Why Fathers Are Such a Necessary Component in the Raising of Their Children.
By Ann Marie Parisi
The first year of a child’s life is the most crucial time for Dad’s to be present and loving and hugging his child. According to clinicians in the first year of birth babies relate to behaviors not language.
The most important thing a father can do for his children is to develop a strong relationship with their mother and with his children. Relationship is what separates the strong family from the dysfunctional family. A child needs a strong relationship with his/her father far more than he/she needs their father’s resources.
Children need to have boundaries set by their father in order to know he cares. Father’s need not be their child’s best friend, particularly if it affects his ability to dole out punishment when appropriate. A father needs to be present at his children’s extra-curricular activities. Doing so further strengthens the bond of their relationship and re-affirms the child of dad’s support. Dad’s need to assure their children that regardless of what error they may make, they need to come to him first: “I may not condone what you did, but you will have my unconditional love regardless. Please don’t let me learn about an incident from another person.”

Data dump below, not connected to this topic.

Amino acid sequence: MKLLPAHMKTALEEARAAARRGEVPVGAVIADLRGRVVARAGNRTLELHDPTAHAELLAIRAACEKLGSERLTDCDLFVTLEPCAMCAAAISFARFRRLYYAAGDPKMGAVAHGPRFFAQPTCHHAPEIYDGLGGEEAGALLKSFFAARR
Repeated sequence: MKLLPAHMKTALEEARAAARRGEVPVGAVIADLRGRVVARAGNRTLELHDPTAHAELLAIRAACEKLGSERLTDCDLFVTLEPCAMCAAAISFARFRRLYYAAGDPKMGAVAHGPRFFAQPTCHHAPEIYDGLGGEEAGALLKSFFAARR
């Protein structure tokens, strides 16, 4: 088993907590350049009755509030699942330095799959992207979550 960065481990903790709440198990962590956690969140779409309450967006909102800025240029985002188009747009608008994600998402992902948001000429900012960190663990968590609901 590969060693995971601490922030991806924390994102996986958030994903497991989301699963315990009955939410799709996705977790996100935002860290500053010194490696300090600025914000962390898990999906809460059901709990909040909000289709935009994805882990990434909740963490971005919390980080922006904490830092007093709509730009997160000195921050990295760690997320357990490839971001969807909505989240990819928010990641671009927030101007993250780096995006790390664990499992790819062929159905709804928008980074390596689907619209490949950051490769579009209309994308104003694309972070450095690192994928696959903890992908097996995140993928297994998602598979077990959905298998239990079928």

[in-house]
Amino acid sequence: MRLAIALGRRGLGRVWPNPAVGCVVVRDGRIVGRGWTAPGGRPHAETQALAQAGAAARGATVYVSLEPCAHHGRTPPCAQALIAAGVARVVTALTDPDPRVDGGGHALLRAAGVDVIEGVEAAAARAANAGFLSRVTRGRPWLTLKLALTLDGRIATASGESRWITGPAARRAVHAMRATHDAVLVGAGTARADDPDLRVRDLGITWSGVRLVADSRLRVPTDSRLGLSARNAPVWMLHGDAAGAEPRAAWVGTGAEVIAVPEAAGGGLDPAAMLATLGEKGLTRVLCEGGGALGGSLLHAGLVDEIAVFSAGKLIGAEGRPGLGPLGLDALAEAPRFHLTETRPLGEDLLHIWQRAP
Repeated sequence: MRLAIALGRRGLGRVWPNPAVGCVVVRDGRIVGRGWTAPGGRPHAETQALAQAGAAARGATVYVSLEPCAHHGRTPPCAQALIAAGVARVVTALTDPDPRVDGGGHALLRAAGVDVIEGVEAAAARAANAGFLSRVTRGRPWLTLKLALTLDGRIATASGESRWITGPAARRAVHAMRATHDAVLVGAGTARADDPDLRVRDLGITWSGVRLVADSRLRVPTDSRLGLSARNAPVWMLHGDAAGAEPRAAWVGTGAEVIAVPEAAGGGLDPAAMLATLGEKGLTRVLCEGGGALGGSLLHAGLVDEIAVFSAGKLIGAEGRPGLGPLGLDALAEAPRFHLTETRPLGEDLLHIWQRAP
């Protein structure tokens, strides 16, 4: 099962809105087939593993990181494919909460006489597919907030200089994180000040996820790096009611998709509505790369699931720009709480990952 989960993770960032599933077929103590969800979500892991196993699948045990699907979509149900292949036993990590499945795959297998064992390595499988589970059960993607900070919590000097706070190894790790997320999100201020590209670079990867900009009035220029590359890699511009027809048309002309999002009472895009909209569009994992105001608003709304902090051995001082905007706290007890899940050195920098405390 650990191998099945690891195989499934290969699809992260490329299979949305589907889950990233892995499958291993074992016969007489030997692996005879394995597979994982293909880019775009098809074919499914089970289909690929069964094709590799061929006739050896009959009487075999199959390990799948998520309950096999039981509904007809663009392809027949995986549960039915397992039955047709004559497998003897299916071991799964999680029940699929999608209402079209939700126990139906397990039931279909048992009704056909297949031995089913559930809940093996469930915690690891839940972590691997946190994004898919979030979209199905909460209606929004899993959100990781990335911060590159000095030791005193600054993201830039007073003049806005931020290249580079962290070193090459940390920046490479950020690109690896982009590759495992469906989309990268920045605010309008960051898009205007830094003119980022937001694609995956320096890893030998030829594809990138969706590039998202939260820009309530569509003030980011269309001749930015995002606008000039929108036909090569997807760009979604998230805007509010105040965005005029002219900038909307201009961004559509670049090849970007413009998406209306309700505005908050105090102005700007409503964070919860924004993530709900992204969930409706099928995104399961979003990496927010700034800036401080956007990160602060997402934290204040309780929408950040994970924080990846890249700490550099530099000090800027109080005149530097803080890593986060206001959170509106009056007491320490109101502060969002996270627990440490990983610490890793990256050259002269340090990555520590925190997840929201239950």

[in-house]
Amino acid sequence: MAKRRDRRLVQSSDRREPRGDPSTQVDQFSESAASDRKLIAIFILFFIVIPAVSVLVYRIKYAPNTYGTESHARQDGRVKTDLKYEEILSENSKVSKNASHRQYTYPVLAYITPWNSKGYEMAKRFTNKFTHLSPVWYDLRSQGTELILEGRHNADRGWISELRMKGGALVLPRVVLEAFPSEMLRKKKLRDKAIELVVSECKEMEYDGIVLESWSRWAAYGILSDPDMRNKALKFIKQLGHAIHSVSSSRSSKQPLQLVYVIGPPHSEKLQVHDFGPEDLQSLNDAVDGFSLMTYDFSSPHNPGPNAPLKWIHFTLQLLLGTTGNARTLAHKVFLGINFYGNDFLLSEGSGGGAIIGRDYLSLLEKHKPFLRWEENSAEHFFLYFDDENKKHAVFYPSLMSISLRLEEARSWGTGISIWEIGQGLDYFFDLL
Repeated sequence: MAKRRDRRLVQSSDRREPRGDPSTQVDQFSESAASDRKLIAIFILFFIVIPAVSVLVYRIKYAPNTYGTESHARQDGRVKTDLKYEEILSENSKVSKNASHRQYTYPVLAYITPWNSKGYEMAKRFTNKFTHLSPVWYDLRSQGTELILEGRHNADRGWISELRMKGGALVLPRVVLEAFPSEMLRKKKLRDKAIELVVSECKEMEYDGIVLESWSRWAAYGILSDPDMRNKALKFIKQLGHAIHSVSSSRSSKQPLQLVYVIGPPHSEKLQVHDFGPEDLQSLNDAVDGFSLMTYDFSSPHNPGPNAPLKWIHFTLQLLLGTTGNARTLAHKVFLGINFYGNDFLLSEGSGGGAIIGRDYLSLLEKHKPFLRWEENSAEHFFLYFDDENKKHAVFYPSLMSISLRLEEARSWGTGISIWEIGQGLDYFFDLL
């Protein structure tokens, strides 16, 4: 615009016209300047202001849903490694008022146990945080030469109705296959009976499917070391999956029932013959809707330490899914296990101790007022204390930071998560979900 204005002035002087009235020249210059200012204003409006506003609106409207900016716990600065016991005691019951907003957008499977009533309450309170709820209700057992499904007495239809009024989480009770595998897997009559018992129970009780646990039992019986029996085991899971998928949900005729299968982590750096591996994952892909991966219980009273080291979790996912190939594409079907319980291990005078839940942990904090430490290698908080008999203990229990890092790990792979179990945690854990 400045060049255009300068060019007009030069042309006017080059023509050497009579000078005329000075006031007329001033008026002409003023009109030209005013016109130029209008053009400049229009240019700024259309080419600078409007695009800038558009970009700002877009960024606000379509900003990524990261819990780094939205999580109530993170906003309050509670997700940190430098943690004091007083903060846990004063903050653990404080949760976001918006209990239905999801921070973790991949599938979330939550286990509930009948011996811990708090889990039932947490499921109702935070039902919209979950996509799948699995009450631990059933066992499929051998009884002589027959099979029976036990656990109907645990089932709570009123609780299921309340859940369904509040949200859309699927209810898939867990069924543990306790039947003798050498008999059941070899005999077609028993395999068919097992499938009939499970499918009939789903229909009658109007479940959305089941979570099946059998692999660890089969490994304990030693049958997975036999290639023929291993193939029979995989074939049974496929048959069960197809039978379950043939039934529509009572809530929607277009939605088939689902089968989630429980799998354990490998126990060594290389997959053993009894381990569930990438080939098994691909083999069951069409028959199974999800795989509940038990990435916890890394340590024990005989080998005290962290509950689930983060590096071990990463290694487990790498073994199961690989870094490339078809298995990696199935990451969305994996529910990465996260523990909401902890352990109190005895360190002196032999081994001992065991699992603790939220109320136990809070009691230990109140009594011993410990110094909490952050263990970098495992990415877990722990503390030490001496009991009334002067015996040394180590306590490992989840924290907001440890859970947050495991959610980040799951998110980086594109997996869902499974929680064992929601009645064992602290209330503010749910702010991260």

When a father communicates with his children (communication does not equal lecture and communication implies two or more people engaged in conversation) they develop a stronger character and self-esteem. Studies have shown that when the father communicate effectively and accompanies his children to church they are much more likely to continue attending church as adults.
Positive feedback from a dad makes a huge difference. Example…Many young men in prison were told repeatedly by their dad that they were losers and would end up in jail someday. Conversely many successful athletes and professionals were constantly reminded of how good they were doing, what great potential they had and I’m here to help you be the best you can be…always.
I am not a sociologist or a clinician but I have 34 years of experience working with teens and pre-teens as a coach, teacher and mentor. I have successfully applied what I preach with my own children, Ann Marie (22, a teacher) and Anthony (16, an academic/athlete and mentor) who are my co-authors on the subject. We have spoken publicly at retreats, schools and churches. For more info visit our web site www.lunchbagnotes.com or call us at 818.991.8633.
Ann Marie is an Author and Speaker along with her dad, Al and brother, Anthony, who is a senior at Agoura Hills High School in Agoura Hills, CA. She is also a first time teacher; she will be teaching the 6th grade at St. Jude's Catholic School in Westlake Village, CA.
Article Source: http://EzineArticles.com/
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